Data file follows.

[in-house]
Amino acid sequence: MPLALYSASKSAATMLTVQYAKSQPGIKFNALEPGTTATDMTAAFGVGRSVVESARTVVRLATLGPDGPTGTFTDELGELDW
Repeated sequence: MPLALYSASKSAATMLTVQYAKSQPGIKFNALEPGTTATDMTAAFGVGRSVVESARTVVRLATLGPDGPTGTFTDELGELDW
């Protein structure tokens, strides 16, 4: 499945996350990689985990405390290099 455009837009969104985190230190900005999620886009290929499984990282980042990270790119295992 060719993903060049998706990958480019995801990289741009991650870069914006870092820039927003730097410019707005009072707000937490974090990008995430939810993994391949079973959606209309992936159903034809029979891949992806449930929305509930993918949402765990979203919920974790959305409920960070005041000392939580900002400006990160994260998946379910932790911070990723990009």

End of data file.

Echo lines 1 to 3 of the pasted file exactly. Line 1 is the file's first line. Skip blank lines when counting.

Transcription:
[in-house]
Amino acid sequence: MPLALYSASKSAATMLTVQYAKSQPGIKFNALEPGTTATDMTAAFGVGRSVVESARTVVRLATLGPDGPTGTFTDELGELDW
Repeated sequence: MPLALYSASKSAATMLTVQYAKSQPGIKFNALEPGTTATDMTAAFGVGRSVVESARTVVRLATLGPDGPTGTFTDELGELDW